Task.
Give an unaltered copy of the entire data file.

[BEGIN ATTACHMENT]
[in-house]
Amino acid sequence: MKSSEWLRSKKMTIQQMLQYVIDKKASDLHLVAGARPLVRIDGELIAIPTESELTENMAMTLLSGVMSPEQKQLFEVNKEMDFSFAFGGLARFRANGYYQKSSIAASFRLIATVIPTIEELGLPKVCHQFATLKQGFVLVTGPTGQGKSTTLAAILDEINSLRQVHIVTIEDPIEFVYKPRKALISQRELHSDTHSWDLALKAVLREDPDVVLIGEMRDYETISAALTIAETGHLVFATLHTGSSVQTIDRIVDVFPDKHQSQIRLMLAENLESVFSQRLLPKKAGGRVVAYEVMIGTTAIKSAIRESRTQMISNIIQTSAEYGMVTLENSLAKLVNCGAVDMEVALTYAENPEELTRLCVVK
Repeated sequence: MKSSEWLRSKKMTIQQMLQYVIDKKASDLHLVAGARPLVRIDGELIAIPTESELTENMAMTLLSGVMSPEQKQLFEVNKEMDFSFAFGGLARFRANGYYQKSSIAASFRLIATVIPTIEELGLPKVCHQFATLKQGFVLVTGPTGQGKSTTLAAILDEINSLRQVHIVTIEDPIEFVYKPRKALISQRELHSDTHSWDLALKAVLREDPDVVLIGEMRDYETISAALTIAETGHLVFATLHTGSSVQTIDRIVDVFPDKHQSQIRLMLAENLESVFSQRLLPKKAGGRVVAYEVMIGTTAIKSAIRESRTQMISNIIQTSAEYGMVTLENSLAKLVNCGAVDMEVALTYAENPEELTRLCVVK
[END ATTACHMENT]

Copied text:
[in-house]
Amino acid sequence: MKSSEWLRSKKMTIQQMLQYVIDKKASDLHLVAGARPLVRIDGELIAIPTESELTENMAMTLLSGVMSPEQKQLFEVNKEMDFSFAFGGLARFRANGYYQKSSIAASFRLIATVIPTIEELGLPKVCHQFATLKQGFVLVTGPTGQGKSTTLAAILDEINSLRQVHIVTIEDPIEFVYKPRKALISQRELHSDTHSWDLALKAVLREDPDVVLIGEMRDYETISAALTIAETGHLVFATLHTGSSVQTIDRIVDVFPDKHQSQIRLMLAENLESVFSQRLLPKKAGGRVVAYEVMIGTTAIKSAIRESRTQMISNIIQTSAEYGMVTLENSLAKLVNCGAVDMEVALTYAENPEELTRLCVVK
Repeated sequence: MKSSEWLRSKKMTIQQMLQYVIDKKASDLHLVAGARPLVRIDGELIAIPTESELTENMAMTLLSGVMSPEQKQLFEVNKEMDFSFAFGGLARFRANGYYQKSSIAASFRLIATVIPTIEELGLPKVCHQFATLKQGFVLVTGPTGQGKSTTLAAILDEINSLRQVHIVTIEDPIEFVYKPRKALISQRELHSDTHSWDLALKAVLREDPDVVLIGEMRDYETISAALTIAETGHLVFATLHTGSSVQTIDRIVDVFPDKHQSQIRLMLAENLESVFSQRLLPKKAGGRVVAYEVMIGTTAIKSAIRESRTQMISNIIQTSAEYGMVTLENSLAKLVNCGAVDMEVALTYAENPEELTRLCVVK